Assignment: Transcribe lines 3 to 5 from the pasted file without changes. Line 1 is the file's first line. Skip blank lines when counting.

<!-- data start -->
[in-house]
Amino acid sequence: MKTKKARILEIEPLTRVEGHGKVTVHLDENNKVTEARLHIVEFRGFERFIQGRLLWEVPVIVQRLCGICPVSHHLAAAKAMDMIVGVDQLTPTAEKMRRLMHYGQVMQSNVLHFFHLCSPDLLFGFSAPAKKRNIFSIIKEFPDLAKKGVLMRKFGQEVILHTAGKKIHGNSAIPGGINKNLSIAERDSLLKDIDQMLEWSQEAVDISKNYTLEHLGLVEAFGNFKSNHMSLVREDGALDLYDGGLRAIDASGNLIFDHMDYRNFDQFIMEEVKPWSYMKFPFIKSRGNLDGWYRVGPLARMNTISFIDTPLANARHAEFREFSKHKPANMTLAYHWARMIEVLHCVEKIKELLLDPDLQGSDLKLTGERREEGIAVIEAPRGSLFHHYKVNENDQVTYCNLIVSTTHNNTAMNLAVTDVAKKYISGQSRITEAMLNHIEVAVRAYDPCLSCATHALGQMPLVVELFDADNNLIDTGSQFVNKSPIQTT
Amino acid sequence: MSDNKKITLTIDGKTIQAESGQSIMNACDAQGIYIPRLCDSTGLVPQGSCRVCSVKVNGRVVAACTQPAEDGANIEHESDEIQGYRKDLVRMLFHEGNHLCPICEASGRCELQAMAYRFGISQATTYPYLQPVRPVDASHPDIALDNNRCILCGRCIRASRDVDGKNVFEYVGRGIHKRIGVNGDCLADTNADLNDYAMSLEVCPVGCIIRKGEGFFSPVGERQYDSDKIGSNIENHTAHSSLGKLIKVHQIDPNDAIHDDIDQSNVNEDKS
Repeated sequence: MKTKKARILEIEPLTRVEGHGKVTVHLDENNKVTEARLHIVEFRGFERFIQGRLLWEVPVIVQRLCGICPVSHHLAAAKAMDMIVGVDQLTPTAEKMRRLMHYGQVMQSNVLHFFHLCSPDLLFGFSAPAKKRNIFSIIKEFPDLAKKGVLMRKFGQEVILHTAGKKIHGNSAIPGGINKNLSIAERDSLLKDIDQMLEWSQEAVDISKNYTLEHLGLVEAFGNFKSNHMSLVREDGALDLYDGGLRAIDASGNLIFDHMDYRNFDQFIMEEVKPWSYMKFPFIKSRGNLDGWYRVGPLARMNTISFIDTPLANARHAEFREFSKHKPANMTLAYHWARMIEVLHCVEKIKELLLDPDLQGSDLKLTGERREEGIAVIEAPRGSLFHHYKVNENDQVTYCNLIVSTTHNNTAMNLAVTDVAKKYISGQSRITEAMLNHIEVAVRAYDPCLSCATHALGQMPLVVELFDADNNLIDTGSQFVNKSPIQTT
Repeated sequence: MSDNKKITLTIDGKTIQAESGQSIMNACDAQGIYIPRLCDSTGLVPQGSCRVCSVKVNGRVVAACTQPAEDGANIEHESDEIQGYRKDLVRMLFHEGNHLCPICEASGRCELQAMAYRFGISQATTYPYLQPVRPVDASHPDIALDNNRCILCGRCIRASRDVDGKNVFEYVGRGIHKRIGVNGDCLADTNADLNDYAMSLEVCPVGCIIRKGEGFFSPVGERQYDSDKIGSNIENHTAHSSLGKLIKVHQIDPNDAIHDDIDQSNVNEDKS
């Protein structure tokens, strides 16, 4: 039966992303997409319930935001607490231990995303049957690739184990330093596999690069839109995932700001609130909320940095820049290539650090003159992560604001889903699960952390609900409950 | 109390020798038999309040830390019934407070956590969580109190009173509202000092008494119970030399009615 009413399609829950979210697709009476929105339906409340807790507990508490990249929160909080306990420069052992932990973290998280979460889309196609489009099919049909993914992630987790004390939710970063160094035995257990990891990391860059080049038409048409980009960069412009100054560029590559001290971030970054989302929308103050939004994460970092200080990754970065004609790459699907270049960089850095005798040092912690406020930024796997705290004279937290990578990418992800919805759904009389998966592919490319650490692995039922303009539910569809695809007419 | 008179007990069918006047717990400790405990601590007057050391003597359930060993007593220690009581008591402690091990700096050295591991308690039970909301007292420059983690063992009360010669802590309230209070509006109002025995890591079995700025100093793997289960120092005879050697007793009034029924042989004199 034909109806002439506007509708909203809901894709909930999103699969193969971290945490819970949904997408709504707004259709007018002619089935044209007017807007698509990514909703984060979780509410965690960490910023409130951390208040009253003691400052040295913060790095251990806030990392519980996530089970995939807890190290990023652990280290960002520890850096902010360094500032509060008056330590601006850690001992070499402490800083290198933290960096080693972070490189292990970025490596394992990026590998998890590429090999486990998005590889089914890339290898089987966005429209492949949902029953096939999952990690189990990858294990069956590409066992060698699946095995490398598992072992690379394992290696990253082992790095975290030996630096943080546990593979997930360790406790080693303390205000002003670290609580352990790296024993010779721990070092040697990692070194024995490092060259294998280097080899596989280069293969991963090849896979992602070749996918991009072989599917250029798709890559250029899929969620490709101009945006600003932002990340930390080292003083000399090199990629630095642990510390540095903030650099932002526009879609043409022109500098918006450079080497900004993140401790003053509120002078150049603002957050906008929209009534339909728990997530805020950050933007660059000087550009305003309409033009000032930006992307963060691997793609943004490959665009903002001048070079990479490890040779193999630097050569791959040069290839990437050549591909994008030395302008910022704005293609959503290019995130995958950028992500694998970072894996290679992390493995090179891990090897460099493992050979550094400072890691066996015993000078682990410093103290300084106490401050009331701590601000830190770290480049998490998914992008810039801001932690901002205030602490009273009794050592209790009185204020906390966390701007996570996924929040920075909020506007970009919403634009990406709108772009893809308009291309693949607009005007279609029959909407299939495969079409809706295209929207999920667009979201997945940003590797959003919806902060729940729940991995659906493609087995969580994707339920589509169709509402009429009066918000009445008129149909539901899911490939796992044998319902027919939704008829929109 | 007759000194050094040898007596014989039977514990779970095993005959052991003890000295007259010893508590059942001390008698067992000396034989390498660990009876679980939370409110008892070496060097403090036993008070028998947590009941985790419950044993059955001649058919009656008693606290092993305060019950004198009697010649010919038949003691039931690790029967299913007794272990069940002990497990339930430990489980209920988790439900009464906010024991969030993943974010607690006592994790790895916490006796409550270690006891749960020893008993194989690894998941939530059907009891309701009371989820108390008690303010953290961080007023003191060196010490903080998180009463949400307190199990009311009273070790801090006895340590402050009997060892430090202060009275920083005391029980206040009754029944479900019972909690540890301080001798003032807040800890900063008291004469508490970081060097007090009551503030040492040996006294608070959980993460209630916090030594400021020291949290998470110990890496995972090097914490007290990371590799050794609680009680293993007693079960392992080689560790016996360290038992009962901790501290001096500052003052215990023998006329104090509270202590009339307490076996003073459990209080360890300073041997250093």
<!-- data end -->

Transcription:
Amino acid sequence: MSDNKKITLTIDGKTIQAESGQSIMNACDAQGIYIPRLCDSTGLVPQGSCRVCSVKVNGRVVAACTQPAEDGANIEHESDEIQGYRKDLVRMLFHEGNHLCPICEASGRCELQAMAYRFGISQATTYPYLQPVRPVDASHPDIALDNNRCILCGRCIRASRDVDGKNVFEYVGRGIHKRIGVNGDCLADTNADLNDYAMSLEVCPVGCIIRKGEGFFSPVGERQYDSDKIGSNIENHTAHSSLGKLIKVHQIDPNDAIHDDIDQSNVNEDKS
Repeated sequence: MKTKKARILEIEPLTRVEGHGKVTVHLDENNKVTEARLHIVEFRGFERFIQGRLLWEVPVIVQRLCGICPVSHHLAAAKAMDMIVGVDQLTPTAEKMRRLMHYGQVMQSNVLHFFHLCSPDLLFGFSAPAKKRNIFSIIKEFPDLAKKGVLMRKFGQEVILHTAGKKIHGNSAIPGGINKNLSIAERDSLLKDIDQMLEWSQEAVDISKNYTLEHLGLVEAFGNFKSNHMSLVREDGALDLYDGGLRAIDASGNLIFDHMDYRNFDQFIMEEVKPWSYMKFPFIKSRGNLDGWYRVGPLARMNTISFIDTPLANARHAEFREFSKHKPANMTLAYHWARMIEVLHCVEKIKELLLDPDLQGSDLKLTGERREEGIAVIEAPRGSLFHHYKVNENDQVTYCNLIVSTTHNNTAMNLAVTDVAKKYISGQSRITEAMLNHIEVAVRAYDPCLSCATHALGQMPLVVELFDADNNLIDTGSQFVNKSPIQTT
Repeated sequence: MSDNKKITLTIDGKTIQAESGQSIMNACDAQGIYIPRLCDSTGLVPQGSCRVCSVKVNGRVVAACTQPAEDGANIEHESDEIQGYRKDLVRMLFHEGNHLCPICEASGRCELQAMAYRFGISQATTYPYLQPVRPVDASHPDIALDNNRCILCGRCIRASRDVDGKNVFEYVGRGIHKRIGVNGDCLADTNADLNDYAMSLEVCPVGCIIRKGEGFFSPVGERQYDSDKIGSNIENHTAHSSLGKLIKVHQIDPNDAIHDDIDQSNVNEDKS